Morality under anarchy: neorealism and the foreign aid regime

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    This article argues that neorealist theory can be properly maintained against a neoidealist critique that stresses the moral impact of the ‘foreign aid regime’. Neoidealists have attacked neorealism, claiming that aid is best explained by considerations of humanity and distributive justice, rather than strategic and economic interests of donor states, and thereby embodies (the potential for) moral transformation of the international system. A threefold argument is to show that the neoidealist attack on neorealism only has limited success. First, the neoidealist argument of moral factors being foundational to aid may be more convincing than a standard neorealist argument of security-related factors being the main direct causes, but neorealism is not automatically silenced by this. Second, as basically a ‘second image’ explanation, neoidealism overlooks a progressive/conservative discontinuity in the morality behind aid that reveals neoidealism’s overall internal incoherence. Third, the typically conservative character of the aid regime can be properly explained by ‘third image’ neorealist propositions about states as primarily egoistic security-seekers under anarchy. While neoidealism clarifies the implausibility of an extreme neorealism that assumes states to maximize their security and also to use aid directly for this purpose, it is wrong to regard itself as superior to neorealism per se. Rather, the aid regime suggests the plausibility of a ‘mixed neorealist’ theory that assigns clear priority to national security but also expects states, if once secure, to show altruistic behavior depending on the nature and development of their domestic moral-political systems.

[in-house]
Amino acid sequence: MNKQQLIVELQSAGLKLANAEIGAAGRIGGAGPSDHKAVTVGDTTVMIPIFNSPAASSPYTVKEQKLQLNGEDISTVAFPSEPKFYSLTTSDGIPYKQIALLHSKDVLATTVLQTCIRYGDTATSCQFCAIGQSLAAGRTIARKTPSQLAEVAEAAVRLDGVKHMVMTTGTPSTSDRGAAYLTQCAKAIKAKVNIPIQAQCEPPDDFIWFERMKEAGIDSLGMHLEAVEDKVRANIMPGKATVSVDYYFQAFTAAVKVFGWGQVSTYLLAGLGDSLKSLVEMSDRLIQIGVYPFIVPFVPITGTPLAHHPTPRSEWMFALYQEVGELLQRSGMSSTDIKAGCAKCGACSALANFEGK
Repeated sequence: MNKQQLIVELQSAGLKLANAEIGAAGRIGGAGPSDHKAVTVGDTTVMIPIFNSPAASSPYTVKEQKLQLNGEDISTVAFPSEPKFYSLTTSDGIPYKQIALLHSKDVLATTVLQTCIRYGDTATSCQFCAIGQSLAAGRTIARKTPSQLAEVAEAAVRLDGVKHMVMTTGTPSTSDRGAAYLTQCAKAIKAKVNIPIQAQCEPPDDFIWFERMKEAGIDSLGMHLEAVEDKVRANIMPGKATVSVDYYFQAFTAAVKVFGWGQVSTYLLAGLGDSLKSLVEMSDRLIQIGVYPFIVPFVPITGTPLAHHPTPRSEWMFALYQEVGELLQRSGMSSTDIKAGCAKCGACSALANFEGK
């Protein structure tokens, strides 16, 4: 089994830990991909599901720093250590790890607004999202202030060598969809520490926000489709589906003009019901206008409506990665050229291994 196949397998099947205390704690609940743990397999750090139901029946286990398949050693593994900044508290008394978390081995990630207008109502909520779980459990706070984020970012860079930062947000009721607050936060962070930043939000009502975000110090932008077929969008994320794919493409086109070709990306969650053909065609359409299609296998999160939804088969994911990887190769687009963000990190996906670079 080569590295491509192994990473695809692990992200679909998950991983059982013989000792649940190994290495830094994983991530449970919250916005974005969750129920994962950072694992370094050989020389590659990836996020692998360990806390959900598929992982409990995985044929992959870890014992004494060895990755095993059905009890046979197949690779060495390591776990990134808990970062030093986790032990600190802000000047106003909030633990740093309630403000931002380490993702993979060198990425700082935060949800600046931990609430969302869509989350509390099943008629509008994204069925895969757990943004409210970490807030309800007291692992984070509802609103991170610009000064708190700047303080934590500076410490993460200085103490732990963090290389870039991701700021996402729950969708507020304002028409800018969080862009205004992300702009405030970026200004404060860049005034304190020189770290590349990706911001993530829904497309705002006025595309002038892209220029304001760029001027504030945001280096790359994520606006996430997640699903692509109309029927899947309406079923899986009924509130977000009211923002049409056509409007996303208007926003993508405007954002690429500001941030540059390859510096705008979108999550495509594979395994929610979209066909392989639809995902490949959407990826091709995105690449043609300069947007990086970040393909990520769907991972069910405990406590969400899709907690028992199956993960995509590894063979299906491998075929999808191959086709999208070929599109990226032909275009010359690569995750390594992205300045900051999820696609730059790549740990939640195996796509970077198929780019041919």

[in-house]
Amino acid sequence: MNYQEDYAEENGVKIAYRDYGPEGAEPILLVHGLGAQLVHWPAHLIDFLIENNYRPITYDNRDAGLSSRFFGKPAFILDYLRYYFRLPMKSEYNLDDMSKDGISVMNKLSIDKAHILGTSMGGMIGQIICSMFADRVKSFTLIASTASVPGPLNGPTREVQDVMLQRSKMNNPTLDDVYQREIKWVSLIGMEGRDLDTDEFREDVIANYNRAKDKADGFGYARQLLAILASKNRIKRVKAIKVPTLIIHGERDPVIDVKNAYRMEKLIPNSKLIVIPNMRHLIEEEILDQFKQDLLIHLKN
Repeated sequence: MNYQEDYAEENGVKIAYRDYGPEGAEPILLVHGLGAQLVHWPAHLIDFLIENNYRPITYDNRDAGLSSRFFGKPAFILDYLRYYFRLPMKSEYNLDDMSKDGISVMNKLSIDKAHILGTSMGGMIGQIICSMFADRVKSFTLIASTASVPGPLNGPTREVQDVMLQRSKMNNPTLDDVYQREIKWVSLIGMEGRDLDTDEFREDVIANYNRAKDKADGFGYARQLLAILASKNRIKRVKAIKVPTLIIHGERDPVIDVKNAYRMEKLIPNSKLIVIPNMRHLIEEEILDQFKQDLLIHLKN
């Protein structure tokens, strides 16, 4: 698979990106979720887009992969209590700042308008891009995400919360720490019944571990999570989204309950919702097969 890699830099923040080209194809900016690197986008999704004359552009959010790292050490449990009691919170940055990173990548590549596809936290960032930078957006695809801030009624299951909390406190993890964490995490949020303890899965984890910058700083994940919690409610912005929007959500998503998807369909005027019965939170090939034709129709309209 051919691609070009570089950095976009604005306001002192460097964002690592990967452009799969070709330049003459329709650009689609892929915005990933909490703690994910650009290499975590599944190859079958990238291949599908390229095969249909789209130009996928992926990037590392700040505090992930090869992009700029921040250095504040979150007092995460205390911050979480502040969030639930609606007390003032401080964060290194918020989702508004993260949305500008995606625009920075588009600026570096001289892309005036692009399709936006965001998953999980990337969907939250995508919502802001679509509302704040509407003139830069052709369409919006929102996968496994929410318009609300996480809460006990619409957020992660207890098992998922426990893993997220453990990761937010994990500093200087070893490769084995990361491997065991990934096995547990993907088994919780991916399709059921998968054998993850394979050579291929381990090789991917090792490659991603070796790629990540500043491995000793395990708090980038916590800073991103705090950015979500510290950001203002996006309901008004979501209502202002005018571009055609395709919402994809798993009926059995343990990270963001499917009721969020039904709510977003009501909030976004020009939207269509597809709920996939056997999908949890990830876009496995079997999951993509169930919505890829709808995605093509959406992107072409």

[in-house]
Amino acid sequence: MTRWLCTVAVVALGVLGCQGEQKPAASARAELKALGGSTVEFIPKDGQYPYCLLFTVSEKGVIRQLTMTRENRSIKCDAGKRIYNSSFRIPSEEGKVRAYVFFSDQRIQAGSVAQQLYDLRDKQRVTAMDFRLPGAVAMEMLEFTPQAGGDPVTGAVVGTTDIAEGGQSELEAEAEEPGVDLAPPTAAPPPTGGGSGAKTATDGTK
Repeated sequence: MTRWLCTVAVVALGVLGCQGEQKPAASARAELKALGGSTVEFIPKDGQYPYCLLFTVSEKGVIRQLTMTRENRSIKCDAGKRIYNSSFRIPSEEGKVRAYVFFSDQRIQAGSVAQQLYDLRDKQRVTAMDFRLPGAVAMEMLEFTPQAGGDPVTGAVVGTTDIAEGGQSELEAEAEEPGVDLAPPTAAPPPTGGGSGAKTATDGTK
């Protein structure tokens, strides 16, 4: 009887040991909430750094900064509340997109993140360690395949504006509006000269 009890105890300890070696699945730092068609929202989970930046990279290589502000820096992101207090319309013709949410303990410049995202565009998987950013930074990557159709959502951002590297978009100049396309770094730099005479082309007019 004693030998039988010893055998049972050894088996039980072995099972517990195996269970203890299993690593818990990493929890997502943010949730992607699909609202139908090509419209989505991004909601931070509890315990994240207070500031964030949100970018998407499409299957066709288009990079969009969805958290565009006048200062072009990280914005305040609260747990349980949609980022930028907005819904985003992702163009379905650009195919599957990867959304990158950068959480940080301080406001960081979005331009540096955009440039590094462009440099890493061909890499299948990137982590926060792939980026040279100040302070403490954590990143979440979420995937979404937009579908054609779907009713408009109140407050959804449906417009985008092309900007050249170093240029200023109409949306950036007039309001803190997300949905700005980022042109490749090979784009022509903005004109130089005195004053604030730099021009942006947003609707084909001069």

Keywords: neorealism; neoidealism; foreign aid; development assistance; international anarchy; global distributive justice
    Originele taal-2English
    Artikelnummer109
    Aantal pagina's17
    TijdschriftPhilica
    StatusPublished - 2007

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